The anticipated changes to Federal Reserve notes that have been the
focus of so much public interest for two years, including placement of
abolitionist Harriet Tubman’s portrait on the $20 note, may not be
such a sure thing after all.
In an Aug. 31 interview on CNBC, Treasury Secretary Steven Mnuchin
appeared to distance himself from the idea with a series of vague
comments, such as “Ultimately we will be looking at this issue. It’s
not something I’m focused on at the moment,” and “People have been on
the bills for a long period of time. And this is something we will
consider. Right now, we’ve got a lot more important issues to focus on.”
The Reverse Proof American Buffalo, a model of
Also in this week’s print issue, we explore a cluster of Lincoln
cents found while searching two rolls and ponder their origin.
The original plan was revealed by Treasury Secretary Jack Lew on
April 20, 2016, when he surprised nearly everyone by announcing
greater-than-anticipated plans for new $20, $10 and $5 notes.
Officials had long been working on improvements to the
anti-counterfeiting technology on the notes, but Lew’s announcement
included plans to change portraits and vignettes on the notes.
By Lew’s decision, Alexander Hamilton would remain on the face of
the new $10 note, but with a back portraying the March 3, 1913, march
for suffrage that ended on the steps of the Treasury Building (the
note currently depicts a static view of the building). It would also
honor the leaders of the suffrage movement — Lucretia Mott, Sojourner
Truth, Susan B. Anthony, Elizabeth Cady Stanton, and Alice Paul.
The face of the $5 note was to retain Abraham Lincoln’s image, but
with a representation, on the other side, of some of the civil rights
events that have occurred at the Lincoln Memorial, such as Dr. Martin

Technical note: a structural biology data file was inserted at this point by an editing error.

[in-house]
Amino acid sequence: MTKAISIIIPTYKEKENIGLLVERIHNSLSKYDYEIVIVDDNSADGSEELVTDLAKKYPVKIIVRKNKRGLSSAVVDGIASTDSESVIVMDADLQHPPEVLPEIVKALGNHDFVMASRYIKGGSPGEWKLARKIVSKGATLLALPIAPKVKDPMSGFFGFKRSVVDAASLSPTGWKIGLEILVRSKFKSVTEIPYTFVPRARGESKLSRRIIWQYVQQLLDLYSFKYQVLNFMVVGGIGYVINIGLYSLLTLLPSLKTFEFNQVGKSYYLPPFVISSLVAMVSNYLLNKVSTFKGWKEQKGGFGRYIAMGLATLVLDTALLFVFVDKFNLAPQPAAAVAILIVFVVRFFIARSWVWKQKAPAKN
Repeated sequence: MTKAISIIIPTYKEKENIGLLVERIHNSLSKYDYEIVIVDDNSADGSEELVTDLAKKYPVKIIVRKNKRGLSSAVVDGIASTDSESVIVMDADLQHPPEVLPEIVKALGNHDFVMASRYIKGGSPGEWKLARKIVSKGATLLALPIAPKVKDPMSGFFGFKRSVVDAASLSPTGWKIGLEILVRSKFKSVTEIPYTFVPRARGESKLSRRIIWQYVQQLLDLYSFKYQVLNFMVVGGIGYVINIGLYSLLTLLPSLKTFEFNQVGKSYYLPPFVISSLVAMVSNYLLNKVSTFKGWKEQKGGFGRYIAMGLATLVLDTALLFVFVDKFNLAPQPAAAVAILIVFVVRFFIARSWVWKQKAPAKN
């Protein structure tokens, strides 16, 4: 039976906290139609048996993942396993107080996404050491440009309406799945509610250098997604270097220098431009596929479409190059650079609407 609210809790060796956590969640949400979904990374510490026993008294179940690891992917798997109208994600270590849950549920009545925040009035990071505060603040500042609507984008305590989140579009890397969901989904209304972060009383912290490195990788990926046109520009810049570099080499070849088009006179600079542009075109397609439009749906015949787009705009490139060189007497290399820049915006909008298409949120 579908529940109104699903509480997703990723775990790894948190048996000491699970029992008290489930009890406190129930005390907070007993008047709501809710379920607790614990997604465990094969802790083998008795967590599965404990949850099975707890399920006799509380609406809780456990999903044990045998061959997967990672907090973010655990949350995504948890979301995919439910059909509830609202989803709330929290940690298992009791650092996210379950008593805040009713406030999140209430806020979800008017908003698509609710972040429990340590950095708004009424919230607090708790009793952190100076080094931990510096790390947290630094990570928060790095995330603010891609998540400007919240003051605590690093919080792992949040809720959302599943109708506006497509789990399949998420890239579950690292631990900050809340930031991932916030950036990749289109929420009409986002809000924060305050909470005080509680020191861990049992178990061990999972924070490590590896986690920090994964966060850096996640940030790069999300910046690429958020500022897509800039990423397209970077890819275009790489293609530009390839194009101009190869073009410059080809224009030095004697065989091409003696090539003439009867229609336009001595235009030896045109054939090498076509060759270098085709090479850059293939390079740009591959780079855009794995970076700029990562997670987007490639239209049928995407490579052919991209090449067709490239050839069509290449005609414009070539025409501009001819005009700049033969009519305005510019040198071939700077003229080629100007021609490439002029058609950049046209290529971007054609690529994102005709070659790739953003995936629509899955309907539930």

Luther King Jr.’s 1963 “I Have a Dream” speech and Marian Anderson’s
famous 1939 open-air concert.
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Abolitionist Harriet Tubman was Lew’s idea for face of the new $20,
with the back showing images of the White House and Andrew Jackson.
The announcement about Tubman generated more publicity for United
States paper money than any event in recent memory. Tubman was the
choice of the public in a widely publicized online Women on 20s campaign.
Lew’s timetable would have the new $10 note ready for production by
Aug. 18, 2020, along with final design concepts for the $5 and $20 notes.
In his interview with CNBC, Mnuchin confirmed long-standing policy
in reminding people that “The No. 1 issue why we change the currency
is to stop counterfeiting. So the issues of what we change will be
primarily related to what we need to do for security purposes. I’ve
received classified briefings on that. And that’s what I’m focused on
for the most part.”
A spokesperson for the Bureau of Engraving and Printing (the
Treasury agency that prints U.S. paper money) told Coin World Aug. 31,
“Currency is primarily redesigned for security purposes and the
Secretary of the Treasury makes the final decisions on all currency designs.”
Mnuchin on $20 bill: Any changes to currency will be focused on counterfeiting from CNBC.